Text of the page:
As magical entertainers, our words can paint a picture which we assist in making real by our props or performance. Who can ever forget the beauty of the effect and the powerful emotions the audience exhibits when watching The Artist’s Dream?

Our words can have a very high degree of influence on our audience and their perception of our performance. Call it what you will, misdirection or redirection, our words can box and frame the thoughts and perceptions of an audience just as quickly as they can ruin an effect. The old adage of “practice makes perfect” applies here most undeniably. We’ve all seen the most horrid magician in the world perform by saying, “I now place this silk into this ordinary box with two doors on the front and two holes on the side.” I don’t know about you but no box I ever owned had two doors on the front of it unless it was quite outside of the ordinary. Thus, the world’s best magician would frame words to the audience and box them into a believable situation for placing “a colorful cloth into this hand crafted, hand painted and exquisitely decorated box conceived as a ‘must have’ accessory for decorating your home.”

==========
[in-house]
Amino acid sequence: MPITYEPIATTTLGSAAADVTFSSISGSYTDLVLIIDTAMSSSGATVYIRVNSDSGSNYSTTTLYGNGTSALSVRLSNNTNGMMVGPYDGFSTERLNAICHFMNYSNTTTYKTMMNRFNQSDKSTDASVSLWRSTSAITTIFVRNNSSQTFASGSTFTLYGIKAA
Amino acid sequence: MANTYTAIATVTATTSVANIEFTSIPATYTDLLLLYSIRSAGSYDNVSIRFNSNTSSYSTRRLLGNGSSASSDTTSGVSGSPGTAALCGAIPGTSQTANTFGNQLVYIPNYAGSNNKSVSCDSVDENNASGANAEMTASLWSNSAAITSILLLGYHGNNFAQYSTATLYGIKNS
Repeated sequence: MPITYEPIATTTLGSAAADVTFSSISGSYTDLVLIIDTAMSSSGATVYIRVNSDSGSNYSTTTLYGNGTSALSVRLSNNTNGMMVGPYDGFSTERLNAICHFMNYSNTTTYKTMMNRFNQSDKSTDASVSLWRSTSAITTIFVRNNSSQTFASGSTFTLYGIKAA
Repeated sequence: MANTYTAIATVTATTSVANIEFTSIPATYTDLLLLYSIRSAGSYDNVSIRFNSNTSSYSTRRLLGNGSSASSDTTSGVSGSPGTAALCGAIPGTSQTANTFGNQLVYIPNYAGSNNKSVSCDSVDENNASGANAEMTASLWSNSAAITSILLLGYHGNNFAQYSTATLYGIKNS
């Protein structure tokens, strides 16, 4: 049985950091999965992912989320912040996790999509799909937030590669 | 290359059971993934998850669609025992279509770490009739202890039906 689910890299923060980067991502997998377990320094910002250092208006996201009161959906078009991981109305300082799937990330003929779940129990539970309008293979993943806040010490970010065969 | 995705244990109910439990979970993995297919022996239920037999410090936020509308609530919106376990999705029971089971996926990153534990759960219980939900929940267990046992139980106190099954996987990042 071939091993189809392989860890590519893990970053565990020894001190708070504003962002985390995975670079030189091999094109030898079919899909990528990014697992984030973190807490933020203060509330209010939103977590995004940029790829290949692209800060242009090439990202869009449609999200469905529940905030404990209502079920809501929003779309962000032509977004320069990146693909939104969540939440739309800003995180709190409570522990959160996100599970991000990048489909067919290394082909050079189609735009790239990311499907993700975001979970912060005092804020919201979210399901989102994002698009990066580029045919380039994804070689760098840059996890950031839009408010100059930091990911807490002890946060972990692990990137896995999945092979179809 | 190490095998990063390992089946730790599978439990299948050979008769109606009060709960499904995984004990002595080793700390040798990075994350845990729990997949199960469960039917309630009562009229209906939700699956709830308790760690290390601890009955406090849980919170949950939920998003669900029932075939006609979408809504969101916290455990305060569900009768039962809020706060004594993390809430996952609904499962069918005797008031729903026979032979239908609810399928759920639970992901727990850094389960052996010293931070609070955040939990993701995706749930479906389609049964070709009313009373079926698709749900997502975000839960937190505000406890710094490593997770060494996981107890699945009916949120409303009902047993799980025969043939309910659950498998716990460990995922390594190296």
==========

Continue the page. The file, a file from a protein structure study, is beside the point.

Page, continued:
It can be something as simple as that which changes an ordinary trick into a routine that will completely captivate, if only for the moment, your audience. When dealing with the darker side of magic and your audience control, some very specific things need to have your attention. Tomorrow, I will give you some advice on this particular skill.

Oct 17

Magnetic Madness

Is there any doubt as to the importance of cell phones (called mobile phones here in Australia) to the average human being? I can safely say that now as more than half of the world population is able to at least own a phone. For the record, there are more mobile phones here in Australia than there are residents of Australia. That means some of us have more than one!